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Abstract

Until fairly recently it was generally assumed that every person appointed to judicial office was endowed by nature with the ability to dispense justice and needed no guidance or instruction in his duties. This view persisted in respect of the judges and Stipendiary Magistrates until the 1960s, and even in the case of lay justices training was not regarded as a matter of importance before 1948. Before that time law and procedure were fairly simple and easy to understand. Training became necessary when Parliament began making the magistrates’ duties more complex and started introducing new sentencing options with a wealth of restrictive detail in the operation of these options.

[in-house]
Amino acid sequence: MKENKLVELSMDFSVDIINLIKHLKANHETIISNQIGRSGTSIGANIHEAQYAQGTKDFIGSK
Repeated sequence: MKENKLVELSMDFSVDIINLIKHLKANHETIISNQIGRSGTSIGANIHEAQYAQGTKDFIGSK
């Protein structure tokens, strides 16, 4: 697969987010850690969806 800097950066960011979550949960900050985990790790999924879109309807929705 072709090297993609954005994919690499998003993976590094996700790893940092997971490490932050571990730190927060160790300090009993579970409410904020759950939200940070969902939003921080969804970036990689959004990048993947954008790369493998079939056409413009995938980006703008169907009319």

Keywords

Basic Training Juvenile Court Royal Commission Training Officer Penal Institution 
These keywords were added by machine and not by the authors. This process is experimental and the keywords may be updated as the learning algorithm improves.

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Copyright information

© Sir Thomas Skyrme 1983

Authors and Affiliations

  • Thomas Skyrme

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